UPDATE December 27, 2010. I found a review from “Film Business Asia”, which addresses the fact that the film is “culturally problematical” — something that I figured out from surveying the film, but which seems to have been side-stepped or ignored by the majority of critics. The excerpted review of the culturally-savvy Derek Elley (which awards a rating of 5 out of 10) follows:
Given the global prominence of China, and the massive popularity of U.S. actor Will Smith there, it was only a matter of time before Hollywood connected the dots and Smith (& Family) were involved in a remake set there. The Karate Kid (功夫夢)…[is] somewhere between dramatically sloppy and culturally problematic…
…by moving the 2010 remake to China, a whole set of cultural problems come into play – not least the actual title. (The …Chinese title actually means Kung-fu Dream.) … More problematically, as Dre’s bullies are (by necessity) all native Chinese, the story boils down into yet another Hollywood movie in which an American jets into a foreign country, ingratiates himself with a local girl and (eventually) her family, sorts out a local problem (school bullying), and is applauded for it by…the locals. None of this seems to have worried American audiences, to judge by its spectacular take-off at the U.S. box office in mid-June…
Full “The Karate Kid” review here
The remake of “The Karate Kid”, starring Jackie Chan and Jaden (son of Will) Smith is upon us. Apparently it’s proving popular with U.S. audiences and getting by on the critic’s aggregator websites, although on Metacritic it’s one point away from the “mixed reviews” category with a Metascore of 61.
First of all, the film’s best review title: BECAUSE “THE KUNG FU KID” DOESN’T HAVE BRAND RECOGNITION, THAT’S WHY
(from Antagony & Ecstasy blog, which also calls the film “the most grotesque summer film in memory…” That’s saying something!)
With Jaden Smith’s Mom and Dad as producers, should we call it “The Nepotism Kid”?
I’m not really interested in the remake (or as these things are euphemized these days, “reboot”) as I wasn’t interested in the original. There’s a lot of talk about the original being “beloved”, but the original family movie came out in the mid-’80s when I was vaulting past the “family” movie. I’ve still never seen it and probably never will.
At the time the original “Karate Kid” came out, I was into Chinese kung fu movies on weekend cable TV, or ninja exploitation flicks, or horror; “The Karate Kid” didn’t seem to be where I was at then. I was pretty sure that “karate” was not the crazy action with which those weekend blasts from Asia were zonking me. What’s more, it was a sports movie, and I don’t think I’ve ever seen a sports movie in theaters except the underwhelming “Chariots of Fire” and that was because I ran cross-country in high school when that came out. On top of that I never bought into the myth / fantasy that there is an Asian master or “sensei” hiding out there somewhere to tutor my privileged Caucasian butt in some form of conveniently packaged Asian philosophy, be it embodied in martial arts or something else. Especially not in the form of “Arnold” from “Happy Days” (Pat Morita in the original film).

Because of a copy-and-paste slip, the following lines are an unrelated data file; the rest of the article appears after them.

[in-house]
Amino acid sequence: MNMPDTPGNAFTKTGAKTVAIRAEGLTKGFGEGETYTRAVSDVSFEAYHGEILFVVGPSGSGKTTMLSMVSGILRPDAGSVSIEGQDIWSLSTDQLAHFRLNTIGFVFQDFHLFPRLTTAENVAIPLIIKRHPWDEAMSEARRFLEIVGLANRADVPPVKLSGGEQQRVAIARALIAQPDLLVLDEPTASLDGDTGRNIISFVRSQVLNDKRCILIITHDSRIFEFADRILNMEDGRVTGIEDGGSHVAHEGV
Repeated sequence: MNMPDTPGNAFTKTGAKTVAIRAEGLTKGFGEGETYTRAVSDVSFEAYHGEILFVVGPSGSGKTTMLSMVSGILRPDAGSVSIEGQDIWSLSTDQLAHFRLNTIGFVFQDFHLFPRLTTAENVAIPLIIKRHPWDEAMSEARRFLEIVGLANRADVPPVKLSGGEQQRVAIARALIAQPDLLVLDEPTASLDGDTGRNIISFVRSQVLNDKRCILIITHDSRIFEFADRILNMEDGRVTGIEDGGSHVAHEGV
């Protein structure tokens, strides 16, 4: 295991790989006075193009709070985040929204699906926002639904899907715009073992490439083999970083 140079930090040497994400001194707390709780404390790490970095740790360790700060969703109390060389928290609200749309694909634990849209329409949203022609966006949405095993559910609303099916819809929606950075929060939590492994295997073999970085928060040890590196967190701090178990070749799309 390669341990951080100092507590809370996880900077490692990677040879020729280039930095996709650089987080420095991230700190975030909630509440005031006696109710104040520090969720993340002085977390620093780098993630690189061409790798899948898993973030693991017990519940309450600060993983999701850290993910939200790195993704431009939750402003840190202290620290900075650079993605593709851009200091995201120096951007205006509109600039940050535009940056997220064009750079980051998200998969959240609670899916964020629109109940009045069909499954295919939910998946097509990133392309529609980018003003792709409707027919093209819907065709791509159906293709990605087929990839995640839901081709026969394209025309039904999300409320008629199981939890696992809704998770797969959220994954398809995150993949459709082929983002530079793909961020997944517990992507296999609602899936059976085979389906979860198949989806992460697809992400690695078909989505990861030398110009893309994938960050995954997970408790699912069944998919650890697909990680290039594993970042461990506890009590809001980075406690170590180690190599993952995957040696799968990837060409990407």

But having Jackie Chan assume the role of every American kid’s benefactor plugs into this apparently potent myth. People don’t have to be a kid to have some kind of subconscious fantasy about Jackie Chan teaching them kung fu in some sweet Chinese setting. And there’s a lot to be said about why this is marketed well, although I’ll side-step the ’80s nostalgia factor…to this writer “80s” and “nostalgia” are antithetical.
But the film is not being universally well-received, with the main criticisms being: the film is basically a copy hitting the beats of the original which it doesn’t surpass; the film is too long (140 minutes) — martial arts films never go that long; or that Jaden Smith is just not a good enough actor (this last point seems to be a very divisive one amongst the critics).
Asian-Americans seem to be have mixed feelings about the film; there is grumbling about Jaden Smith getting star billing over Jackie Chan. On the other hand there is appreciation that both leads are people of color. The daughter of Pat Morita from the original “Karate Kid” is calling for a boycott, complaining that the “Asians as martial arts masters” stereotype is crippling Asian actors in Hollywood.